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Award, Reward and the Politics of Nomination in Indian Football

Jaydeep Basu |
IM Vijayan’s nomination for the Padma Shri, while commendable, is long delayed. Indian football’s history is littered with instances where players and coaches have been overlooked or wholly ignored, their achievements and legacies relegated to footnotes that are fading fast.
Legendary Indian football team coach Syed Abdul Rahim and his famous wards, the Asian champions

Syed Abdul Rahim (seated, centre) was in charge of the national team for three Olympics and two Asian Games and is still considered as one of the greatest Indian coaches of all time. The establishment never recommended his name for an award or honour.

In 2002, when Hyderabad hosted the National Games with pomp and gaiety, the then chief minister of Andhra Pradesh threw a dinner party to honour great sportspersons the state had produced over the years.

On the day of the dinner, this correspondent bumped into celebrated football goalkeeper Peter Thangaraj at the Lal Bahadur Shastri Stadium. A towering figure, who guarded the Indian goal in two Olympics and three Asian Games, Thangaraj wore a rather sad look.

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What Thangaraj said was an old story, with a fresh twist. The CM’s office, somehow, didn’t consider Thangaraj good enough to be among eminent sportspersons. Hence, it never bothered to send the 1962 Asian Games gold medallist an invitation for the dinner.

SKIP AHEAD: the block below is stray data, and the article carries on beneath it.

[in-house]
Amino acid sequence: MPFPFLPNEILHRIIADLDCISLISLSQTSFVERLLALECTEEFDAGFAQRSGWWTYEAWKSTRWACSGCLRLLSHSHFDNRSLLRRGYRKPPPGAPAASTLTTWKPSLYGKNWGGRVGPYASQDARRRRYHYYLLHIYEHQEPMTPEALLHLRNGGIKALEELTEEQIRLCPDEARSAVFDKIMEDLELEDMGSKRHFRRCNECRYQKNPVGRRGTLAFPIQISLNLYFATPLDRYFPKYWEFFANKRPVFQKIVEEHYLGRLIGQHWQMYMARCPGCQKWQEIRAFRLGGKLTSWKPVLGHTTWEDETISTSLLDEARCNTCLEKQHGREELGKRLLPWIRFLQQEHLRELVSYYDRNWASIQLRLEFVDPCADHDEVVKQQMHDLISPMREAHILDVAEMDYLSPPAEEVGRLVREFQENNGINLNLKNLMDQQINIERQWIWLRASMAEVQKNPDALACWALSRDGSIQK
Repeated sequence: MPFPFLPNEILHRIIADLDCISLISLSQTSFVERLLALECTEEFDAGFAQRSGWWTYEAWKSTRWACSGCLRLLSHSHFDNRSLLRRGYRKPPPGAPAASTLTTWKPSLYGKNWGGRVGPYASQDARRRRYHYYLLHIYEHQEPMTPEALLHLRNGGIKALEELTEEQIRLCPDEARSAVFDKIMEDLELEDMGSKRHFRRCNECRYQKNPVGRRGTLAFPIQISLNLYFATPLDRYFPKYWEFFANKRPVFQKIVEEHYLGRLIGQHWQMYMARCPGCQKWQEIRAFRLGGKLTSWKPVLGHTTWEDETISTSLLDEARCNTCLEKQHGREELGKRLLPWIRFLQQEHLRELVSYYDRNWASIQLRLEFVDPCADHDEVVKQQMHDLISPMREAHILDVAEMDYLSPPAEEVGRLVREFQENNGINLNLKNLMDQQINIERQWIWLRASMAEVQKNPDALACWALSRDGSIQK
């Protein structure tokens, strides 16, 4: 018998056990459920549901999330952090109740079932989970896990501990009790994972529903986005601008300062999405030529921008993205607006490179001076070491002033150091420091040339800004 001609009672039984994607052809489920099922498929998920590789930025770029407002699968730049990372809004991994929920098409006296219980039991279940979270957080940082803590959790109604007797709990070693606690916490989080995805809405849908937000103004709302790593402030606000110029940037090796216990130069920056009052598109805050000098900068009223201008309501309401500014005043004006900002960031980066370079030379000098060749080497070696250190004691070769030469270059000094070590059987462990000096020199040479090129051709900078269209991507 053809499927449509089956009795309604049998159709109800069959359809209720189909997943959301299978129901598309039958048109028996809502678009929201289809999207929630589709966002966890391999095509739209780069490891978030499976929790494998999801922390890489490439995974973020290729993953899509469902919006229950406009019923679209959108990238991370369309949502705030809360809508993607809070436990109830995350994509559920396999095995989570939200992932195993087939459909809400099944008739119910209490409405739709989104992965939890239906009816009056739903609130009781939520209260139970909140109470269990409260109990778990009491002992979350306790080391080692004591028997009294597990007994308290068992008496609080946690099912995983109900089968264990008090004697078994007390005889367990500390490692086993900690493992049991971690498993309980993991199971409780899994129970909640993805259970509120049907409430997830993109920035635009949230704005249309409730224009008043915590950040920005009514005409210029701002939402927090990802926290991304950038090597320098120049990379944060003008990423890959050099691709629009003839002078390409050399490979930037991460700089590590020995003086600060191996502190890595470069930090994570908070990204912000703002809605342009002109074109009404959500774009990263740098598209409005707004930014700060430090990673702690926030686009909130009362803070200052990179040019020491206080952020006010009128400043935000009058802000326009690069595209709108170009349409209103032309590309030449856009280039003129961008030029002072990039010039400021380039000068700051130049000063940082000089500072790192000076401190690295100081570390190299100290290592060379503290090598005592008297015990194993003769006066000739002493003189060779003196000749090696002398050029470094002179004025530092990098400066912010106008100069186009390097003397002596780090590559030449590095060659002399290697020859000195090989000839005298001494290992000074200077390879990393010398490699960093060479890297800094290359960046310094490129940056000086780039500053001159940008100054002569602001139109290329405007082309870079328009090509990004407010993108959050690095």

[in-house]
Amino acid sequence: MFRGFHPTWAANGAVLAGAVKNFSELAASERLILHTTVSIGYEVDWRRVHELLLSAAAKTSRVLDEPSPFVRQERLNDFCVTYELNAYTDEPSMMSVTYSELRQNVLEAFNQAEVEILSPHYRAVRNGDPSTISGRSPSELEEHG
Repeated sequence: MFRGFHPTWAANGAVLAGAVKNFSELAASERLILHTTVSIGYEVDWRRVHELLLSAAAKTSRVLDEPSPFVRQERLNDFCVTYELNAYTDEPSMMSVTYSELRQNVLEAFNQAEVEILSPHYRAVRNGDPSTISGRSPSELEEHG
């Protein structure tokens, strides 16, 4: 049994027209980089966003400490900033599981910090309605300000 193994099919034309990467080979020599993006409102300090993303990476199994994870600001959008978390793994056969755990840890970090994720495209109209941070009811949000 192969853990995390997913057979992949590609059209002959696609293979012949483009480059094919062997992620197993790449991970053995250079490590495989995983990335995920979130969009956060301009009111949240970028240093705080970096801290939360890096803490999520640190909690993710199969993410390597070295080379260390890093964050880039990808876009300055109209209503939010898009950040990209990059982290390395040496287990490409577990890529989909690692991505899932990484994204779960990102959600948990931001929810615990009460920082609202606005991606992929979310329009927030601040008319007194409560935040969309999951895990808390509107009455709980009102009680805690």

Thangaraj was disappointed, but he wasn’t the first sportsperson in India to be left in the lurch. Many incidents of a similar nature have come to light in the Indian sporting arena over the years, only to be forgotten quickly. 

Thangaraj began his career in Hyderabad, and one does not have to look too far to find precedent for the treatment meted out to him. Consider the case of another legendary football figure from the same city, who also happened to be Thangaraj’s coach. Syed Abdul Rahim (1909 - 63) was in charge of the national team for three Olympics and two Asian Games. He is still considered among the greatest Indian coaches of all time.

In the 18 editions of Asian Games since 1951, 10 nations have won the gold medal in football. South Korea and Iran have walked away with the yellow metal five and four times, respectively, in the post-1970 era. Chinese Taipei, Myanmar and India hold the next best record; all three emerged champions on two occasions. 

Led by defender Sailendra Nath Manna, India’s first Asian Games triumph came in 1951. Eleven years later, Chuni Goswami’s immortals bagged the gold for the second and last time in Jakarta.

Both Manna and Goswami were conferred the Padma Shri award in their lifetime. Seven of the 11 players who figured in the Jakarta final, received the Arjuna award for seven straight years between 1961 and 1967.

There was only one thing common between the 1951 and 1962 Asian gold winning teams. Both teams were coached by Rahim. 

Fifty-seven years have passed since Rahim breathed his last. Successive governments in the country made no effort to recognize the contribution of the man, who held a hundred percent success record in Asian Games and guided India to a fourth place finish at the 1956 Melbourne Olympics.